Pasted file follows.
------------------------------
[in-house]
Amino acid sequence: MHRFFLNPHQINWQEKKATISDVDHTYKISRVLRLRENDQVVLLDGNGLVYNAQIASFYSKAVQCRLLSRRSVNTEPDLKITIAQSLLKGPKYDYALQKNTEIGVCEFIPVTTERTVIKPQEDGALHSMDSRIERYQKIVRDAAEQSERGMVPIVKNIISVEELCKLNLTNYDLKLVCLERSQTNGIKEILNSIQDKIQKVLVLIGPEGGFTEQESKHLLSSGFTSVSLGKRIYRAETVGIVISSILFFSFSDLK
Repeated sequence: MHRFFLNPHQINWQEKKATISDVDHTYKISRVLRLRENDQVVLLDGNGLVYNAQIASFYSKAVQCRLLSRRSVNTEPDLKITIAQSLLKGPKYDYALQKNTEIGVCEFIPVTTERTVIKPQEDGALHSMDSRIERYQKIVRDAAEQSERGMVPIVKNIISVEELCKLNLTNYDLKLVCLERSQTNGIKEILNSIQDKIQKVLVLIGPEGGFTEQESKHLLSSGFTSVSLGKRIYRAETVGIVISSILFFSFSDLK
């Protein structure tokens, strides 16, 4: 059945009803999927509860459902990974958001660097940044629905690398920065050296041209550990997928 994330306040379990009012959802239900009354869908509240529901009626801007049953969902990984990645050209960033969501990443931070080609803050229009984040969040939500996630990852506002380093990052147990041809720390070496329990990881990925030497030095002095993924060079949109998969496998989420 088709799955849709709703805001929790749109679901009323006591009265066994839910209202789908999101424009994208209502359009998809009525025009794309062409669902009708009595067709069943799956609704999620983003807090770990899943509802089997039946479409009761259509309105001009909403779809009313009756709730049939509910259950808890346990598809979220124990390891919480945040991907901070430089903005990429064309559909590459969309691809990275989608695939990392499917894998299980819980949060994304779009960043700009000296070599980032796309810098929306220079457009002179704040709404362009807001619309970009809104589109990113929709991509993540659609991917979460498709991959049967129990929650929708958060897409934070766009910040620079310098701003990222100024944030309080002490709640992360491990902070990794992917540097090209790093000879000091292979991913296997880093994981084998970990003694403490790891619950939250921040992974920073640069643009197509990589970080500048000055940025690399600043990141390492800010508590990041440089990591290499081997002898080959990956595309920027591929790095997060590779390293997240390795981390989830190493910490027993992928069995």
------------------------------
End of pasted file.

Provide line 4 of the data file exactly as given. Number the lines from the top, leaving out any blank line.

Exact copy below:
């Protein structure tokens, strides 16, 4: 059945009803999927509860459902990974958001660097940044629905690398920065050296041209550990997928 994330306040379990009012959802239900009354869908509240529901009626801007049953969902990984990645050209960033969501990443931070080609803050229009984040969040939500996630990852506002380093990052147990041809720390070496329990990881990925030497030095002095993924060079949109998969496998989420 088709799955849709709703805001929790749109679901009323006591009265066994839910209202789908999101424009994208209502359009998809009525025009794309062409669902009708009595067709069943799956609704999620983003807090770990899943509802089997039946479409009761259509309105001009909403779809009313009756709730049939509910259950808890346990598809979220124990390891919480945040991907901070430089903005990429064309559909590459969309691809990275989608695939990392499917894998299980819980949060994304779009960043700009000296070599980032796309810098929306220079457009002179704040709404362009807001619309970009809104589109990113929709991509993540659609991917979460498709991959049967129990929650929708958060897409934070766009910040620079310098701003990222100024944030309080002490709640992360491990902070990794992917540097090209790093000879000091292979991913296997880093994981084998970990003694403490790891619950939250921040992974920073640069643009197509990589970080500048000055940025690399600043990141390492800010508590990041440089990591290499081997002898080959990956595309920027591929790095997060590779390293997240390795981390989830190493910490027993992928069995």